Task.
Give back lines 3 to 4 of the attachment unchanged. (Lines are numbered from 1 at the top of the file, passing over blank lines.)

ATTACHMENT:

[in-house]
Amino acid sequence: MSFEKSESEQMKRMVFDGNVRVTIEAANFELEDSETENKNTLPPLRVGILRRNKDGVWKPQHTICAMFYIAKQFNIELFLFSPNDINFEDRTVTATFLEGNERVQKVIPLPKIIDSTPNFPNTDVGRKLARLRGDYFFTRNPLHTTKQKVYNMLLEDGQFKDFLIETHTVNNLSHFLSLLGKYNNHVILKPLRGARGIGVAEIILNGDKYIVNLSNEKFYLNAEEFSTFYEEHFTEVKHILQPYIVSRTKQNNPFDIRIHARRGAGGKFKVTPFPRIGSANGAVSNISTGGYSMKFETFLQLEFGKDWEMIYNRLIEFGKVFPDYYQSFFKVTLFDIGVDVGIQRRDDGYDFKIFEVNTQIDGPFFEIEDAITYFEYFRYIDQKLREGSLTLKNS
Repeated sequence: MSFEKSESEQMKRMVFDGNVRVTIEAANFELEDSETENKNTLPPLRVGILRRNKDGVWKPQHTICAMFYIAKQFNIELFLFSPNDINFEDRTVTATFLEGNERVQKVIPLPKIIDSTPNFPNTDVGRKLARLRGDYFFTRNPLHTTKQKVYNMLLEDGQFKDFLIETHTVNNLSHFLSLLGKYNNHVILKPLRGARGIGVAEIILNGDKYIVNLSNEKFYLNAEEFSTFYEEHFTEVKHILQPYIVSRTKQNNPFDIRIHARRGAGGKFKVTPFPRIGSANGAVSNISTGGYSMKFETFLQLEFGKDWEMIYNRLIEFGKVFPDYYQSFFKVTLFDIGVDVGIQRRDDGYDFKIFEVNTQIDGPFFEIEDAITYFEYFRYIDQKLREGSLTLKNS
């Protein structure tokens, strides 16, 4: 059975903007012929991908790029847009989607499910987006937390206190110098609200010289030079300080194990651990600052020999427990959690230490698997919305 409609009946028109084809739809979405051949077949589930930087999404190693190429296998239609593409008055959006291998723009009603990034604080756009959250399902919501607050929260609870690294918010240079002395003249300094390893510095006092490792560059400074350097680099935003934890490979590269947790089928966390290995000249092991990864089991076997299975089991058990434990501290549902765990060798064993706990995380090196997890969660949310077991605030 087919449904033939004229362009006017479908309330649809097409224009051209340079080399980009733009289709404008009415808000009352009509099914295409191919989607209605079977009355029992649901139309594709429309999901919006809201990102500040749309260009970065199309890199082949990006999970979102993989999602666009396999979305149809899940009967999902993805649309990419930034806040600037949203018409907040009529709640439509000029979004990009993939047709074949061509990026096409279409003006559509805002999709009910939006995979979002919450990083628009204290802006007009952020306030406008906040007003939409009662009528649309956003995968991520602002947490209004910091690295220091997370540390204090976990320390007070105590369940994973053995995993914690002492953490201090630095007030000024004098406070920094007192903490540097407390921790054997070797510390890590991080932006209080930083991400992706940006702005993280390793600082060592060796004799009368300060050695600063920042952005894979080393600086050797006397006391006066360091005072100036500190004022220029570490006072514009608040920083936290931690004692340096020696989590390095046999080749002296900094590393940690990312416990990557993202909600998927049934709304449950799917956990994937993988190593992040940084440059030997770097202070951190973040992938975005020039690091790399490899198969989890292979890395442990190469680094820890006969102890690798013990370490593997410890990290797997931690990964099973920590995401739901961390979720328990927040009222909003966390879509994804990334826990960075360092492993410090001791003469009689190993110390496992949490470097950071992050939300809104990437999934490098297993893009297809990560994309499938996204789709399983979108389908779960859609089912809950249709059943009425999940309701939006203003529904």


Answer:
Repeated sequence: MSFEKSESEQMKRMVFDGNVRVTIEAANFELEDSETENKNTLPPLRVGILRRNKDGVWKPQHTICAMFYIAKQFNIELFLFSPNDINFEDRTVTATFLEGNERVQKVIPLPKIIDSTPNFPNTDVGRKLARLRGDYFFTRNPLHTTKQKVYNMLLEDGQFKDFLIETHTVNNLSHFLSLLGKYNNHVILKPLRGARGIGVAEIILNGDKYIVNLSNEKFYLNAEEFSTFYEEHFTEVKHILQPYIVSRTKQNNPFDIRIHARRGAGGKFKVTPFPRIGSANGAVSNISTGGYSMKFETFLQLEFGKDWEMIYNRLIEFGKVFPDYYQSFFKVTLFDIGVDVGIQRRDDGYDFKIFEVNTQIDGPFFEIEDAITYFEYFRYIDQKLREGSLTLKNS
């Protein structure tokens, strides 16, 4: 059975903007012929991908790029847009989607499910987006937390206190110098609200010289030079300080194990651990600052020999427990959690230490698997919305 409609009946028109084809739809979405051949077949589930930087999404190693190429296998239609593409008055959006291998723009009603990034604080756009959250399902919501607050929260609870690294918010240079002395003249300094390893510095006092490792560059400074350097680099935003934890490979590269947790089928966390290995000249092991990864089991076997299975089991058990434990501290549902765990060798064993706990995380090196997890969660949310077991605030 087919449904033939004229362009006017479908309330649809097409224009051209340079080399980009733009289709404008009415808000009352009509099914295409191919989607209605079977009355029992649901139309594709429309999901919006809201990102500040749309260009970065199309890199082949990006999970979102993989999602666009396999979305149809899940009967999902993805649309990419930034806040600037949203018409907040009529709640439509000029979004990009993939047709074949061509990026096409279409003006559509805002999709009910939006995979979002919450990083628009204290802006007009952020306030406008906040007003939409009662009528649309956003995968991520602002947490209004910091690295220091997370540390204090976990320390007070105590369940994973053995995993914690002492953490201090630095007030000024004098406070920094007192903490540097407390921790054997070797510390890590991080932006209080930083991400992706940006702005993280390793600082060592060796004799009368300060050695600063920042952005894979080393600086050797006397006391006066360091005072100036500190004022220029570490006072514009608040920083936290931690004692340096020696989590390095046999080749002296900094590393940690990312416990990557993202909600998927049934709304449950799917956990994937993988190593992040940084440059030997770097202070951190973040992938975005020039690091790399490899198969989890292979890395442990190469680094820890006969102890690798013990370490593997410890990290797997931690990964099973920590995401739901961390979720328990927040009222909003966390879509994804990334826990960075360092492993410090001791003469009689190993110390496992949490470097950071992050939300809104990437999934490098297993893009297809990560994309499938996204789709399983979108389908779960859609089912809950249709059943009425999940309701939006203003529904």